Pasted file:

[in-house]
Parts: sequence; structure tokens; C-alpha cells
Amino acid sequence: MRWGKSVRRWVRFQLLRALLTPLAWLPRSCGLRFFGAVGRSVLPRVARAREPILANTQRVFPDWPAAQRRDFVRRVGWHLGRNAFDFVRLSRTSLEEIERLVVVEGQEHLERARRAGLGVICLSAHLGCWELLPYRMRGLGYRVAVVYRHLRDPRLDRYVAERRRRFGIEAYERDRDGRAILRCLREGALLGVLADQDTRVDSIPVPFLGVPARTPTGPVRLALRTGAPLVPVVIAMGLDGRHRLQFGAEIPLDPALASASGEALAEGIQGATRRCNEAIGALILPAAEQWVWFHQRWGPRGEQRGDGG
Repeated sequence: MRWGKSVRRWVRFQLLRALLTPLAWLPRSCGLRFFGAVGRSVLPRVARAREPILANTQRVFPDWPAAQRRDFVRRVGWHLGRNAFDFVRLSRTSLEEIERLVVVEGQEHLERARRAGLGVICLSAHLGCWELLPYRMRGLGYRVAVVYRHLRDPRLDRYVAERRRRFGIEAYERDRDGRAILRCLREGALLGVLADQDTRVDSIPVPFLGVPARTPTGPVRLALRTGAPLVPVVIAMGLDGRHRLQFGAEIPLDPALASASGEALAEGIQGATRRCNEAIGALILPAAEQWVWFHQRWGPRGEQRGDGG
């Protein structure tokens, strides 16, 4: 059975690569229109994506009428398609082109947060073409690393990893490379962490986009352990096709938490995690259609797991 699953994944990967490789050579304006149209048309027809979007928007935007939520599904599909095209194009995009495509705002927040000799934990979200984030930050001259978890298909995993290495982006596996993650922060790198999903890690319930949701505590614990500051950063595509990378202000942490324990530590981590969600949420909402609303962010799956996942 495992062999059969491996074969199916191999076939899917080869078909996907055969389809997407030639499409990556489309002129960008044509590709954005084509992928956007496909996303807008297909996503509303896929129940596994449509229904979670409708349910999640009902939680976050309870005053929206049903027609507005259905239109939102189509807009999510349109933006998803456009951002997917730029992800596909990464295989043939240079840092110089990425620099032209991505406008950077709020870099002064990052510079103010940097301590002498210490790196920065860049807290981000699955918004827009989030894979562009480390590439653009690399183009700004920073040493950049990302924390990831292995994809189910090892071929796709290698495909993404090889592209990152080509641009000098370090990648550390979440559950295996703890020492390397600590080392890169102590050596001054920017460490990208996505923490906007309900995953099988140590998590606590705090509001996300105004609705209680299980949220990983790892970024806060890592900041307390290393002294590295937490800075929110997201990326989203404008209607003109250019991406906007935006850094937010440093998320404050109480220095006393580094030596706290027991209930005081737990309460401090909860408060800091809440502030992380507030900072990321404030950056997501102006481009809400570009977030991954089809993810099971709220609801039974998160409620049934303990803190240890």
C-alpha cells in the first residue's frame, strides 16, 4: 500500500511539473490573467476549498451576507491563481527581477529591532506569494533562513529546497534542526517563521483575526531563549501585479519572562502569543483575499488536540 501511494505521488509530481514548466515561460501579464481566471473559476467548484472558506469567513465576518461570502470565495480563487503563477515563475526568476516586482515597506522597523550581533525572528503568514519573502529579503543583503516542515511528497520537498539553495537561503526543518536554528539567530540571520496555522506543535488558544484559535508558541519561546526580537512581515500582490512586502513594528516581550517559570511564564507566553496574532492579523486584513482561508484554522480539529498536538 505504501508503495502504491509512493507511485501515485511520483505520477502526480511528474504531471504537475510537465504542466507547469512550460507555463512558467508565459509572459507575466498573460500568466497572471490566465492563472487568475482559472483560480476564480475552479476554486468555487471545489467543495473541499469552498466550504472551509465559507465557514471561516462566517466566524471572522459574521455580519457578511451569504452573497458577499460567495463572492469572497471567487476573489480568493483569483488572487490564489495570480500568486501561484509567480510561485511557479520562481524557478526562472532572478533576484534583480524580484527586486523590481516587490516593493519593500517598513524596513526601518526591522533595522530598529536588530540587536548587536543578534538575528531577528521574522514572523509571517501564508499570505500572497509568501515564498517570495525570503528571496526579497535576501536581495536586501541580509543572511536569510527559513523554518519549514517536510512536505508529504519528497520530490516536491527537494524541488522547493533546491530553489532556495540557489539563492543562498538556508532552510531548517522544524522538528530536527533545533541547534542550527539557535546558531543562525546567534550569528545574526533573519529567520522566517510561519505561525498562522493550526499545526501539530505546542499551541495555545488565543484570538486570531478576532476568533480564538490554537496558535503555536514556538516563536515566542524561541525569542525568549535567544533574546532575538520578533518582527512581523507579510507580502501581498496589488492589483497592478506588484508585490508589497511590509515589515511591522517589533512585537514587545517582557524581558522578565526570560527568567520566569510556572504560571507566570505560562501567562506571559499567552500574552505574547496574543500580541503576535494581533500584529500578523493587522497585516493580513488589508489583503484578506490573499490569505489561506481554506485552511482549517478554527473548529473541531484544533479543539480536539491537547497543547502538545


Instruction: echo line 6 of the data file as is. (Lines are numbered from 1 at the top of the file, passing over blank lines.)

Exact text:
C-alpha cells in the first residue's frame, strides 16, 4: 500500500511539473490573467476549498451576507491563481527581477529591532506569494533562513529546497534542526517563521483575526531563549501585479519572562502569543483575499488536540 501511494505521488509530481514548466515561460501579464481566471473559476467548484472558506469567513465576518461570502470565495480563487503563477515563475526568476516586482515597506522597523550581533525572528503568514519573502529579503543583503516542515511528497520537498539553495537561503526543518536554528539567530540571520496555522506543535488558544484559535508558541519561546526580537512581515500582490512586502513594528516581550517559570511564564507566553496574532492579523486584513482561508484554522480539529498536538 505504501508503495502504491509512493507511485501515485511520483505520477502526480511528474504531471504537475510537465504542466507547469512550460507555463512558467508565459509572459507575466498573460500568466497572471490566465492563472487568475482559472483560480476564480475552479476554486468555487471545489467543495473541499469552498466550504472551509465559507465557514471561516462566517466566524471572522459574521455580519457578511451569504452573497458577499460567495463572492469572497471567487476573489480568493483569483488572487490564489495570480500568486501561484509567480510561485511557479520562481524557478526562472532572478533576484534583480524580484527586486523590481516587490516593493519593500517598513524596513526601518526591522533595522530598529536588530540587536548587536543578534538575528531577528521574522514572523509571517501564508499570505500572497509568501515564498517570495525570503528571496526579497535576501536581495536586501541580509543572511536569510527559513523554518519549514517536510512536505508529504519528497520530490516536491527537494524541488522547493533546491530553489532556495540557489539563492543562498538556508532552510531548517522544524522538528530536527533545533541547534542550527539557535546558531543562525546567534550569528545574526533573519529567520522566517510561519505561525498562522493550526499545526501539530505546542499551541495555545488565543484570538486570531478576532476568533480564538490554537496558535503555536514556538516563536515566542524561541525569542525568549535567544533574546532575538520578533518582527512581523507579510507580502501581498496589488492589483497592478506588484508585490508589497511590509515589515511591522517589533512585537514587545517582557524581558522578565526570560527568567520566569510556572504560571507566570505560562501567562506571559499567552500574552505574547496574543500580541503576535494581533500584529500578523493587522497585516493580513488589508489583503484578506490573499490569505489561506481554506485552511482549517478554527473548529473541531484544533479543539480536539491537547497543547502538545